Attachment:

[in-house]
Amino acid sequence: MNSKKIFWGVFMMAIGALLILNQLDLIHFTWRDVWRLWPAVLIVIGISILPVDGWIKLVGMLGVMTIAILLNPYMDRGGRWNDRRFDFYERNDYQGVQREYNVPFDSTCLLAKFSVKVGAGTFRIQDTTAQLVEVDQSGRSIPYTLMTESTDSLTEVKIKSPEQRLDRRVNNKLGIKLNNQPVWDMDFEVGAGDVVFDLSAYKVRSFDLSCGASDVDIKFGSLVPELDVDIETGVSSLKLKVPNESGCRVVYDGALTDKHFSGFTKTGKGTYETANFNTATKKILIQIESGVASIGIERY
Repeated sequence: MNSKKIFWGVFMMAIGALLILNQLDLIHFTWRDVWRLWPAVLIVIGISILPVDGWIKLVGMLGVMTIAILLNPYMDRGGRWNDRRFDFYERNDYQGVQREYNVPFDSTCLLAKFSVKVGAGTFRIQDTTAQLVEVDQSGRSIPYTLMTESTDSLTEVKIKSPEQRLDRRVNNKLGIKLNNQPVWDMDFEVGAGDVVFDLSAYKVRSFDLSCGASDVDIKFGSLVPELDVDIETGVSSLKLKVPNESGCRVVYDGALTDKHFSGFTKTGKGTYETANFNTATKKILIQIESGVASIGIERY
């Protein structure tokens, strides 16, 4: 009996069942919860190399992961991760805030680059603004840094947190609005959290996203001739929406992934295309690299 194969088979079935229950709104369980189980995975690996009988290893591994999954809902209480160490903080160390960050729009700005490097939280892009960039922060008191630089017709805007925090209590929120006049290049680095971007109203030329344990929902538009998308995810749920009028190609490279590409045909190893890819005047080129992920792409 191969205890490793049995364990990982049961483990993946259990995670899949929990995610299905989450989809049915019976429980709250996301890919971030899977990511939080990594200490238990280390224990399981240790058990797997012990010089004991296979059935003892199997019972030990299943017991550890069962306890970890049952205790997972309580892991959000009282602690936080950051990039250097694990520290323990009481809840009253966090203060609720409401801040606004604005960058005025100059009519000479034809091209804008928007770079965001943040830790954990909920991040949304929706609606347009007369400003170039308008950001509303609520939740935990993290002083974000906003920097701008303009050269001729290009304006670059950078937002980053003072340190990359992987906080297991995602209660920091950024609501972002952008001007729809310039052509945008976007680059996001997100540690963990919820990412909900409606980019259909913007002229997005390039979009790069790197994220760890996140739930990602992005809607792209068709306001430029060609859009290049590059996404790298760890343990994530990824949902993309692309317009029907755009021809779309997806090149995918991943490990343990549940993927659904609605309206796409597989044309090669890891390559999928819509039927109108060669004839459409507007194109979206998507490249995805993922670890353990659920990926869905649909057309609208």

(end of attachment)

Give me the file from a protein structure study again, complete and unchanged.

[in-house]
Amino acid sequence: MNSKKIFWGVFMMAIGALLILNQLDLIHFTWRDVWRLWPAVLIVIGISILPVDGWIKLVGMLGVMTIAILLNPYMDRGGRWNDRRFDFYERNDYQGVQREYNVPFDSTCLLAKFSVKVGAGTFRIQDTTAQLVEVDQSGRSIPYTLMTESTDSLTEVKIKSPEQRLDRRVNNKLGIKLNNQPVWDMDFEVGAGDVVFDLSAYKVRSFDLSCGASDVDIKFGSLVPELDVDIETGVSSLKLKVPNESGCRVVYDGALTDKHFSGFTKTGKGTYETANFNTATKKILIQIESGVASIGIERY
Repeated sequence: MNSKKIFWGVFMMAIGALLILNQLDLIHFTWRDVWRLWPAVLIVIGISILPVDGWIKLVGMLGVMTIAILLNPYMDRGGRWNDRRFDFYERNDYQGVQREYNVPFDSTCLLAKFSVKVGAGTFRIQDTTAQLVEVDQSGRSIPYTLMTESTDSLTEVKIKSPEQRLDRRVNNKLGIKLNNQPVWDMDFEVGAGDVVFDLSAYKVRSFDLSCGASDVDIKFGSLVPELDVDIETGVSSLKLKVPNESGCRVVYDGALTDKHFSGFTKTGKGTYETANFNTATKKILIQIESGVASIGIERY
């Protein structure tokens, strides 16, 4: 009996069942919860190399992961991760805030680059603004840094947190609005959290996203001739929406992934295309690299 194969088979079935229950709104369980189980995975690996009988290893591994999954809902209480160490903080160390960050729009700005490097939280892009960039922060008191630089017709805007925090209590929120006049290049680095971007109203030329344990929902538009998308995810749920009028190609490279590409045909190893890819005047080129992920792409 191969205890490793049995364990990982049961483990993946259990995670899949929990995610299905989450989809049915019976429980709250996301890919971030899977990511939080990594200490238990280390224990399981240790058990797997012990010089004991296979059935003892199997019972030990299943017991550890069962306890970890049952205790997972309580892991959000009282602690936080950051990039250097694990520290323990009481809840009253966090203060609720409401801040606004604005960058005025100059009519000479034809091209804008928007770079965001943040830790954990909920991040949304929706609606347009007369400003170039308008950001509303609520939740935990993290002083974000906003920097701008303009050269001729290009304006670059950078937002980053003072340190990359992987906080297991995602209660920091950024609501972002952008001007729809310039052509945008976007680059996001997100540690963990919820990412909900409606980019259909913007002229997005390039979009790069790197994220760890996140739930990602992005809607792209068709306001430029060609859009290049590059996404790298760890343990994530990824949902993309692309317009029907755009021809779309997806090149995918991943490990343990549940993927659904609605309206796409597989044309090669890891390559999928819509039927109108060669004839459409507007194109979206998507490249995805993922670890353990659920990926869905649909057309609208």